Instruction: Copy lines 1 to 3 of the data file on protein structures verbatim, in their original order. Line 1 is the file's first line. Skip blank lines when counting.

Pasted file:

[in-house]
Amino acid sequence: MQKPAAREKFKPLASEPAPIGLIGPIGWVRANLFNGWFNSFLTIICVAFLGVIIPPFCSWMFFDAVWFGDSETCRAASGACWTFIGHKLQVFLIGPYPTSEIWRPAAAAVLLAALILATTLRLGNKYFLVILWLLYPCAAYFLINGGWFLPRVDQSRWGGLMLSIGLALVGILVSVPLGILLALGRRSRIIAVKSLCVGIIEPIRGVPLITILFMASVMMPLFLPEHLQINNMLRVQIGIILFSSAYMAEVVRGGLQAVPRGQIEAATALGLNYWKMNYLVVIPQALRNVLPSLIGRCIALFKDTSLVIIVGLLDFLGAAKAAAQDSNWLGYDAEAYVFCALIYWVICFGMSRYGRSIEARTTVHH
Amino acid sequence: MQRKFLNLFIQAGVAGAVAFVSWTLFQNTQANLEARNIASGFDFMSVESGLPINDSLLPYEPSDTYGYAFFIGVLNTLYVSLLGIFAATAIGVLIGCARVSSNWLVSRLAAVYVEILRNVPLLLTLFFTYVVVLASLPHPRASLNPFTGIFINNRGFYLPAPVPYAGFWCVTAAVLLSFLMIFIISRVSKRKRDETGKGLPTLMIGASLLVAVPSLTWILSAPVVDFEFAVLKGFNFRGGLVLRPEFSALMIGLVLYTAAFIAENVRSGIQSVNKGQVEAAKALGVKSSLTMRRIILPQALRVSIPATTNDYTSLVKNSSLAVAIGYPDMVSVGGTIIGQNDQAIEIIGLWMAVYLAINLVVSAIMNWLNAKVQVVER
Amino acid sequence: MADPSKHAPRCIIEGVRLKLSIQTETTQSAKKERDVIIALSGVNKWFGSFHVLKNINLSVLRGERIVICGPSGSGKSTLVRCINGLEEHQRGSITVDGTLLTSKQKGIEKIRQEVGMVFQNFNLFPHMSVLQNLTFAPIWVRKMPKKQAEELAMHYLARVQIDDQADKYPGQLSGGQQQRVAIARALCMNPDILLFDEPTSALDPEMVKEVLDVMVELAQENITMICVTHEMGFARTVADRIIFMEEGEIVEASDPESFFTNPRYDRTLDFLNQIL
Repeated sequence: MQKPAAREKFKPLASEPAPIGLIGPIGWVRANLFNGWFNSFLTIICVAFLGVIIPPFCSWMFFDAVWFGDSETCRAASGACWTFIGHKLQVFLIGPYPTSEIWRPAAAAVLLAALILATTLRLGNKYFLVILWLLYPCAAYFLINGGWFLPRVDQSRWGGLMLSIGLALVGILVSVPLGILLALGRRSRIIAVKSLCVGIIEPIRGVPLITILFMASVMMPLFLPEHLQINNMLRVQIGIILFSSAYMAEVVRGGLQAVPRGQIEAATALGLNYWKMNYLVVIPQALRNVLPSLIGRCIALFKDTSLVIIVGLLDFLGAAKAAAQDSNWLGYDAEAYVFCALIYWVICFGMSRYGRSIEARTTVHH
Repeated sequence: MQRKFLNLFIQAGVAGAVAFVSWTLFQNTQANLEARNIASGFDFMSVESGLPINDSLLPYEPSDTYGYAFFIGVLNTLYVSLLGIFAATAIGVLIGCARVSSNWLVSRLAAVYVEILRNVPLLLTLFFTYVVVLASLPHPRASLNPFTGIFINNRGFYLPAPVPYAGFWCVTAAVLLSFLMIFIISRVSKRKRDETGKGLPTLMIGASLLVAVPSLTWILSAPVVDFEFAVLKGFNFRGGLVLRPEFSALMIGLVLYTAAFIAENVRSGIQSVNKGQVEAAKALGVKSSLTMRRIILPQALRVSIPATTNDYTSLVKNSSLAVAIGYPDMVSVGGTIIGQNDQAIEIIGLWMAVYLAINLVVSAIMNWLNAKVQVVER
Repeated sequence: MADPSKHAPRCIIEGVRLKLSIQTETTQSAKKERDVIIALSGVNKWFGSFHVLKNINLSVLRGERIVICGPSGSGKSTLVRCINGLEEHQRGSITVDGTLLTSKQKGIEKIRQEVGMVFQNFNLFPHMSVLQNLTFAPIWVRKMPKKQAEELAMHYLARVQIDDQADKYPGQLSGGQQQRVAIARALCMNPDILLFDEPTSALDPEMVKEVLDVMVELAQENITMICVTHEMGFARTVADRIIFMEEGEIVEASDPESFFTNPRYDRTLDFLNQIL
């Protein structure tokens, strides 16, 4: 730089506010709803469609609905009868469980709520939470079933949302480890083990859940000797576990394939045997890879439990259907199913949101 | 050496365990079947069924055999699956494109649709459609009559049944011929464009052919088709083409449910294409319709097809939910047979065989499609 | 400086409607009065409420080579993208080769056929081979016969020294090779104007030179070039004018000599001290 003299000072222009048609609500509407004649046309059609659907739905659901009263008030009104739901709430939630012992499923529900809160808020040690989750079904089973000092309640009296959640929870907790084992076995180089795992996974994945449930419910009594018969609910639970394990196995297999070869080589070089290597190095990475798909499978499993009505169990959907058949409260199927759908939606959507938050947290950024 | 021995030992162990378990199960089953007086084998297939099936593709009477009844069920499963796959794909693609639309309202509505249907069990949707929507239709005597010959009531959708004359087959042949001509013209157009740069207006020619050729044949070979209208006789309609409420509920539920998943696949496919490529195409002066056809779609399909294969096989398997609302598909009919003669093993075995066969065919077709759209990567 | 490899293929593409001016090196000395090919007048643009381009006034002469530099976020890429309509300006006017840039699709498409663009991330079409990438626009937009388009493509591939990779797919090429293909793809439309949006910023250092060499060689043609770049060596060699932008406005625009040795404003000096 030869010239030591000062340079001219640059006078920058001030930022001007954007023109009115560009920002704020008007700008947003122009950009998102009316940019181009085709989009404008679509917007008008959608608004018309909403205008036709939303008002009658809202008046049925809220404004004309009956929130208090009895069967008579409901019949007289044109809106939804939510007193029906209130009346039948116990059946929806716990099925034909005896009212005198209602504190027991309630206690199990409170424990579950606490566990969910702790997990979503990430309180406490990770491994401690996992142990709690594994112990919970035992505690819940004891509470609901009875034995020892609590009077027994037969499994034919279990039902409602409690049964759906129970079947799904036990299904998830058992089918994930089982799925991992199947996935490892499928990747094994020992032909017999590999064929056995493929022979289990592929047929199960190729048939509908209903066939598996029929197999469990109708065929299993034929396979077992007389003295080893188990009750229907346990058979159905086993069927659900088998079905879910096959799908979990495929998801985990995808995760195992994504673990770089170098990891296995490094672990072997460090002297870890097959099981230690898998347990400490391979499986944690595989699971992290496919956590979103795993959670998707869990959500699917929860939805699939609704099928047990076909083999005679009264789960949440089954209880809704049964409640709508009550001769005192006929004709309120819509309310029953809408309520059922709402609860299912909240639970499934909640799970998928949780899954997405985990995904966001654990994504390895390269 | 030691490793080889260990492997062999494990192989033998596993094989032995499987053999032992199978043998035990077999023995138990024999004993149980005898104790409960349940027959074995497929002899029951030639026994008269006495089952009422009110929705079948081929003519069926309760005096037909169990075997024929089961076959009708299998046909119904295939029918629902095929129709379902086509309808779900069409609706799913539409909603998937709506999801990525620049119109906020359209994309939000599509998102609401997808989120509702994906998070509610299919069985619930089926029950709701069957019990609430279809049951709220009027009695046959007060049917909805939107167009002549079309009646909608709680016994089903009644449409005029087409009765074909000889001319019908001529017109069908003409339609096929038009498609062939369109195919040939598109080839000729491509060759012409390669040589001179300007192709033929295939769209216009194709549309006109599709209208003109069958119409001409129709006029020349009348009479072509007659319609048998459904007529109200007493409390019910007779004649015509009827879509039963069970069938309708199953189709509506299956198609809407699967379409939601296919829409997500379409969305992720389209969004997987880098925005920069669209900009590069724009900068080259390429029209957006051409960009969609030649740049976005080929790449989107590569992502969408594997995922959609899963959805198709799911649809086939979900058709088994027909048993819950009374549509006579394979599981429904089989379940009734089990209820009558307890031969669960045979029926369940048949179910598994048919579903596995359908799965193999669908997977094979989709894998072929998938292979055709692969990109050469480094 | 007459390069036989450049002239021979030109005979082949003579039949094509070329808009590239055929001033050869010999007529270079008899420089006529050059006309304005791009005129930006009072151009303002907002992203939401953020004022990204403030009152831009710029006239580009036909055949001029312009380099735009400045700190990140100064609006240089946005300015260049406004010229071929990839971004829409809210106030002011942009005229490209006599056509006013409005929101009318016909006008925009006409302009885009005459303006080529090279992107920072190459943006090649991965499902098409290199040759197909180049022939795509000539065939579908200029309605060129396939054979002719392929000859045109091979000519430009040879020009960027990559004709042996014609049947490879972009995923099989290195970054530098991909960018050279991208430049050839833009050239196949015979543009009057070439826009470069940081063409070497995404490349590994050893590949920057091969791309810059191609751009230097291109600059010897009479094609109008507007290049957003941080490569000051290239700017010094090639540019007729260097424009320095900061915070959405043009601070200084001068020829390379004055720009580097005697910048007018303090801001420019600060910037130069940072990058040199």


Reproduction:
[in-house]
Amino acid sequence: MQKPAAREKFKPLASEPAPIGLIGPIGWVRANLFNGWFNSFLTIICVAFLGVIIPPFCSWMFFDAVWFGDSETCRAASGACWTFIGHKLQVFLIGPYPTSEIWRPAAAAVLLAALILATTLRLGNKYFLVILWLLYPCAAYFLINGGWFLPRVDQSRWGGLMLSIGLALVGILVSVPLGILLALGRRSRIIAVKSLCVGIIEPIRGVPLITILFMASVMMPLFLPEHLQINNMLRVQIGIILFSSAYMAEVVRGGLQAVPRGQIEAATALGLNYWKMNYLVVIPQALRNVLPSLIGRCIALFKDTSLVIIVGLLDFLGAAKAAAQDSNWLGYDAEAYVFCALIYWVICFGMSRYGRSIEARTTVHH
Amino acid sequence: MQRKFLNLFIQAGVAGAVAFVSWTLFQNTQANLEARNIASGFDFMSVESGLPINDSLLPYEPSDTYGYAFFIGVLNTLYVSLLGIFAATAIGVLIGCARVSSNWLVSRLAAVYVEILRNVPLLLTLFFTYVVVLASLPHPRASLNPFTGIFINNRGFYLPAPVPYAGFWCVTAAVLLSFLMIFIISRVSKRKRDETGKGLPTLMIGASLLVAVPSLTWILSAPVVDFEFAVLKGFNFRGGLVLRPEFSALMIGLVLYTAAFIAENVRSGIQSVNKGQVEAAKALGVKSSLTMRRIILPQALRVSIPATTNDYTSLVKNSSLAVAIGYPDMVSVGGTIIGQNDQAIEIIGLWMAVYLAINLVVSAIMNWLNAKVQVVER